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Posted Tue, 03 Nov 2020 12:10:20 GMT by MonikaKW
I have a question about customs and VAT liability after Brexit. We are a retailer and use dropshipping from an EU country. The process looks like this. 1. A customer in the UK places an order with us . 2. We place an order for this item with the dropshipper. 3. The dropshipping company from EU sends the item directly to our UK customer and issues an invoice to us. Majority of our customers are non-business. The dropshipper ships with courier service (DPD, GLS). We are now unsure: 1) Who is liable for customs duties? Are we the importer of records so we should pay them? Or is the final customer liable? 2) Who is liable for VAT (supply or import) - are we correct in thinking it is us?
Posted Thu, 26 Nov 2020 10:40:30 GMT by Paul Campbell
Same question. I've just been on an HMRC support call and my question was the only question not responded to so I am guessing HMRC have no idea on the answer
Posted Wed, 02 Dec 2020 14:27:35 GMT by HMRC Admin 11
Hi MonikaKW, 

Firstly can I just apologies for the delayed response. 

‘Consignee’ includes any owner of the goods or any other person possessing, or beneficially interested in them at any time between their importation and their clearance by customs or the person to whom goods have to be delivered.

As for the liability, there’s guidance on this page:

Customs debt liability

Please refer to the following guidance on gov.uk:

Changes to VAT treatment of overseas goods sold to customers from 1 January 2021: Goods located outside the UK at the point of sale

Under the section headed ‘Goods located outside the UK at the point of sale’ it establishes that for most consignments not exceeding £135 in value, instead of VAT being collected at importation or delivery to the customer, VAT will be accounted for at the point of sale.

This means that the following types of businesses will have to register for UK VAT (if not already registered) and account for VAT to HMRC:

• any business that operates an OMP (Online marketplace’s) that facilitates sales of goods to UK customers.
• any business that sells goods directly (without OMP involvement) to UK customers where the goods are (a) outside UK at the point of sale (b) imported to the UK in consignments not exceeding £135 in value. 

Thank you.
Posted Mon, 11 Jan 2021 18:40:15 GMT by Szczepan
Thank you for that. I need some further help though. So in the scenario: I sell on online marketplace Sell on my marketplace Purchase parcel with delivery to customer If less than 135 gbp there is only Vat to be paid which we have to register for. Parcel gets delivered This is fine but it is causing an issue - the purchase invoice needs to be attached to the parcel for customs to see and the customer as well. This is then becoming not profitable dropshipping business as we will lose customers. Could you advise me on scenario NR. 2 I sell on marketplace I get order delivered to my warehouse - value less than 135 gbp I change invoice to UK invoice and attach it to the parcel. I send the parcel to customer. Does that make me an importer and do I have to register as one? Thanks!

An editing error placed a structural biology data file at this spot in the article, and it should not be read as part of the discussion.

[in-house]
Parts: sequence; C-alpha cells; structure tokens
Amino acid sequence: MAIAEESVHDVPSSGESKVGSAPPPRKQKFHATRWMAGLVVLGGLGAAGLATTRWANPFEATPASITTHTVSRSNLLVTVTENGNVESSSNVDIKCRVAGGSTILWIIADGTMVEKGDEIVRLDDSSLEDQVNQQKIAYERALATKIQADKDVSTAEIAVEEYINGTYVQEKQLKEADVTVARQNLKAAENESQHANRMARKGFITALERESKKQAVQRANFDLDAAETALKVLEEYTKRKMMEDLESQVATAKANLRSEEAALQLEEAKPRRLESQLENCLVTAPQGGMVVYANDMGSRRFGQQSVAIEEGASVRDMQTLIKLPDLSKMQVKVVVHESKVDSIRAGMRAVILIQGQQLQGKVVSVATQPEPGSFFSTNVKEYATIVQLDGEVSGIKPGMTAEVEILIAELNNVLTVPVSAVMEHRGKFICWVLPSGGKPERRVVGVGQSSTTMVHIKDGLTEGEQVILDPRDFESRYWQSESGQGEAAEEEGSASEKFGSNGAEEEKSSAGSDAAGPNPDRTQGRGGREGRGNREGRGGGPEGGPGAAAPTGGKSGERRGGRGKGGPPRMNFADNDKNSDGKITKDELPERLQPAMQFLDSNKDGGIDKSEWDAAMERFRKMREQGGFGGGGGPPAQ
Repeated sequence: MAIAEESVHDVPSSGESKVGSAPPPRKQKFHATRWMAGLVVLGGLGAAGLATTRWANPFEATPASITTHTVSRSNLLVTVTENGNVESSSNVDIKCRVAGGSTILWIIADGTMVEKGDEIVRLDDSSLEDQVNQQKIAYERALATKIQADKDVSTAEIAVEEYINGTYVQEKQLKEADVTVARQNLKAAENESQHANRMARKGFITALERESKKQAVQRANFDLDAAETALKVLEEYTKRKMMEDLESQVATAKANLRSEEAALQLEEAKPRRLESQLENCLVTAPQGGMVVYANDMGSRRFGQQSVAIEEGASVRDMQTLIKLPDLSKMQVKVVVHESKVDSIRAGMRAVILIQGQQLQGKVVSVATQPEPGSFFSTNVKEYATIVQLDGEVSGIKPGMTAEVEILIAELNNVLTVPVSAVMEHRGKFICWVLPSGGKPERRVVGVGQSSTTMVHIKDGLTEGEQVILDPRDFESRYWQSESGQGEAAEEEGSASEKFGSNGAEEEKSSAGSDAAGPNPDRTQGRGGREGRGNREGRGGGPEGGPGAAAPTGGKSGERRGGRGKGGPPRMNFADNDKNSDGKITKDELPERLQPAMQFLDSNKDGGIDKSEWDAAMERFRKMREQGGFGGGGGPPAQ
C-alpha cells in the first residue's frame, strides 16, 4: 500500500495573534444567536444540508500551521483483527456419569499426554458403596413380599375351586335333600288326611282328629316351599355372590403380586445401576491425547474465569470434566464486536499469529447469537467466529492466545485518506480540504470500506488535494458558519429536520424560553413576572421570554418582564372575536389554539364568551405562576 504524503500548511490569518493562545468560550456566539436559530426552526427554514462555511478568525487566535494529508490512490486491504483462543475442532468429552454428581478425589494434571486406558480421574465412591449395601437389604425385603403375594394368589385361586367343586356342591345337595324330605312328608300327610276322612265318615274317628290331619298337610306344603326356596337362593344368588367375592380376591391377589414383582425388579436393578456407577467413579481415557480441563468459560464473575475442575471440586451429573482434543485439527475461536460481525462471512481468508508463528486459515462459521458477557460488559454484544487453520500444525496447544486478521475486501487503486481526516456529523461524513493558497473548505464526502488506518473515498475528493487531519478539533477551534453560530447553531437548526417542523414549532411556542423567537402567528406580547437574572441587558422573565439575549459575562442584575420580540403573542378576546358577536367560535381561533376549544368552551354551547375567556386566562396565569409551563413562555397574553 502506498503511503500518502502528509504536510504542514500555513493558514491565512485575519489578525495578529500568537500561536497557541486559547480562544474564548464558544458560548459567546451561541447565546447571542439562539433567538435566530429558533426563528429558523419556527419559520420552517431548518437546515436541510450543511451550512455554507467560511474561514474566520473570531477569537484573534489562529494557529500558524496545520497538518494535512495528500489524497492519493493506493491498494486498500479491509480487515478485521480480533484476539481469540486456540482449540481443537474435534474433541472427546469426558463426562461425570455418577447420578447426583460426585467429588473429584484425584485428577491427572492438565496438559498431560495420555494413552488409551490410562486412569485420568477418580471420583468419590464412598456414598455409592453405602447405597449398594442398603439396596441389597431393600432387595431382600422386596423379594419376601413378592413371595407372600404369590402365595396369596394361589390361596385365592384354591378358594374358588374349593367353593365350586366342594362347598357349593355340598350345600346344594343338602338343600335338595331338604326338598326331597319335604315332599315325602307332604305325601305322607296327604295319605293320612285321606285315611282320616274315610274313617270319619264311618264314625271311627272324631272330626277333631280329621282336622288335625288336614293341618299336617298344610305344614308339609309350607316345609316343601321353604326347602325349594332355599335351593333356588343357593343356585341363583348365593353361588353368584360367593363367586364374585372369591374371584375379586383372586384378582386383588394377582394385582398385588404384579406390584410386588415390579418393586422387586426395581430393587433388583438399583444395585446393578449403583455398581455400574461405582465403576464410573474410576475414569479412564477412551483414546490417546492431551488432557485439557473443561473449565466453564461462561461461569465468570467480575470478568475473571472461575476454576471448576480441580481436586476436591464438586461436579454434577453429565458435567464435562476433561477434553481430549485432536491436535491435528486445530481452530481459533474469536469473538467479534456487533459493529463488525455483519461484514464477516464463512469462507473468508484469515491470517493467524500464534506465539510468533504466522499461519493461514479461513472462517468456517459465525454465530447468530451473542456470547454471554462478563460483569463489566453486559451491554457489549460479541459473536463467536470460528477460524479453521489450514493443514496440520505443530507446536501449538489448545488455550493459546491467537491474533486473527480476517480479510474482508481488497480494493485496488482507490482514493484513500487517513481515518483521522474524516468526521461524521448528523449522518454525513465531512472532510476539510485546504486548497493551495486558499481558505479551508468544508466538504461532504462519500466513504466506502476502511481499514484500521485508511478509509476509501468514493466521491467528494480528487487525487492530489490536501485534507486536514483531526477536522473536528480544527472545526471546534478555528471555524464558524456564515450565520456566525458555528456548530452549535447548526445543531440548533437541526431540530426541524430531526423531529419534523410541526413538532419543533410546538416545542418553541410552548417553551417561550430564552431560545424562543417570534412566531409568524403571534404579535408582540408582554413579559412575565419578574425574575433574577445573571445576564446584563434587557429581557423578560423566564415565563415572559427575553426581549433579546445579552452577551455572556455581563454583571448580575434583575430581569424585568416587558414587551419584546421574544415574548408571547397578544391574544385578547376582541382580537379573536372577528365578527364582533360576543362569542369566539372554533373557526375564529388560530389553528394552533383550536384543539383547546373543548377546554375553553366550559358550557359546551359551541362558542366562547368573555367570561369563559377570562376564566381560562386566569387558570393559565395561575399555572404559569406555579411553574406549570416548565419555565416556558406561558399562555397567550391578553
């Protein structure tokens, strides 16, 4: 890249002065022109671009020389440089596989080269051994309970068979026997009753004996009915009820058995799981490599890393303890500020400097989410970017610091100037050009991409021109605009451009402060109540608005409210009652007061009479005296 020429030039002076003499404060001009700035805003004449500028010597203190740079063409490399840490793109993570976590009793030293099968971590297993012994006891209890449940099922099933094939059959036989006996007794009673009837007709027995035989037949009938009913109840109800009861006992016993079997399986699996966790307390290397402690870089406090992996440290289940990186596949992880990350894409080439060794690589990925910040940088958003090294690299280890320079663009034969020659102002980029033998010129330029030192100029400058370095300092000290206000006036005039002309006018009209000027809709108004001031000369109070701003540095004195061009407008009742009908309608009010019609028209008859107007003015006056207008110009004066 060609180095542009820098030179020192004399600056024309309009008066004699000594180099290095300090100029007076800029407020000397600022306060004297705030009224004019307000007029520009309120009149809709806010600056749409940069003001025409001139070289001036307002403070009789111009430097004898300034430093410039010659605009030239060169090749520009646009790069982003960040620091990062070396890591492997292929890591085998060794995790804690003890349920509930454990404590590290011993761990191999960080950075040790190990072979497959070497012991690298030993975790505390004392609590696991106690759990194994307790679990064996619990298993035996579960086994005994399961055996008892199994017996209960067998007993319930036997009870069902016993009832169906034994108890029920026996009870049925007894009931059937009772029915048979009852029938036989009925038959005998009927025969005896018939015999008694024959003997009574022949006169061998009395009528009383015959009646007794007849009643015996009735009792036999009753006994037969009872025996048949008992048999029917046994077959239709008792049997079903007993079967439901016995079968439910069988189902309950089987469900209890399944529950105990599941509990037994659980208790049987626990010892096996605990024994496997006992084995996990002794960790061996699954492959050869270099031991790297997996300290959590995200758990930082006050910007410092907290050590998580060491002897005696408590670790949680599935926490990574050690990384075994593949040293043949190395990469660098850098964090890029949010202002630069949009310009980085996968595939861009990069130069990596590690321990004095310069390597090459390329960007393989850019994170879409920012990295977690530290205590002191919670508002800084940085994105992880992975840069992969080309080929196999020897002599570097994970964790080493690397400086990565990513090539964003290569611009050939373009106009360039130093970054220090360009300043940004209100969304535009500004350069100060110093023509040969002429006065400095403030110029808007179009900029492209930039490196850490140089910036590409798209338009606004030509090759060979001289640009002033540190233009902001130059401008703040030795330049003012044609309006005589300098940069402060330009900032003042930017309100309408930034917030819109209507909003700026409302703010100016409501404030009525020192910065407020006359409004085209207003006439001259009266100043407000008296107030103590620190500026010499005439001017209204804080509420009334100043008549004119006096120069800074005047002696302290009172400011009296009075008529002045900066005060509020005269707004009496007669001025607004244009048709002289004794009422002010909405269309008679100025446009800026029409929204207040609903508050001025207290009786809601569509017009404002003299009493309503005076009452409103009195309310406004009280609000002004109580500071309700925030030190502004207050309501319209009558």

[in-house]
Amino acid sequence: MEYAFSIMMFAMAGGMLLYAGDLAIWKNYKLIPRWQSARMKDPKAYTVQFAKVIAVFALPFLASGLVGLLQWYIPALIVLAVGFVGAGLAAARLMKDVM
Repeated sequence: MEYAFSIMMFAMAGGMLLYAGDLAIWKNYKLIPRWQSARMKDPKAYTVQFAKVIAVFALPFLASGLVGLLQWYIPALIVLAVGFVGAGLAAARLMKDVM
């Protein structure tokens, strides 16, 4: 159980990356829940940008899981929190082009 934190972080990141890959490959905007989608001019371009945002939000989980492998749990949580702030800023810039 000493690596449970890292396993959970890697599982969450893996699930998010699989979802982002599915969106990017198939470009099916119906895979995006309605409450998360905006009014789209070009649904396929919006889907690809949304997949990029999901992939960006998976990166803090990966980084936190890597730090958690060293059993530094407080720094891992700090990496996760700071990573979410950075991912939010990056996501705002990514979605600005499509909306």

Posted Wed, 13 Jan 2021 13:53:26 GMT by HMRC Admin 8
Hello,
You can find further guidance here:
Brexit: new rules are here
UK distributors and suppliers:
You’ll need to confirm whether you or your supplier will act as an ‘importer’.
You’re an importer if you’re the first one bringing goods from outside the UK and placing them on the market in Great Britain.
If someone has already placed a good on the UK market before you sell it in Great Britain - or if the manufacturer has appointed another UK-based person to carry out importer duties - you will remain a distributor and will not have any additional responsibilities.

As an importer, you’ll need to make sure that:
• goods are labelled with your company’s details, including your company’s name and a contact address. Until 31 December 2022 you can provide these details on the accompanying documentation rather than on the good itself if you import certain goods from the EEA (and in some cases Switzerland).
After 31 December 2022, your details must be affixed to the product or, in circumstances where the legislation allows, on the packaging or an accompanying document
• the correct conformity assessment procedures have been carried out and that goods have the correct conformity markings
• the manufacturer has drawn up the correct technical documentation and complied with their labelling requirements
• you maintain a copy of the declaration of conformity for a period of 10 years
• goods conform with the relevant essential requirements
You must comply with the above for goods placed on the GB market regardless of whether they are CE or UKCA marked.
Regards,

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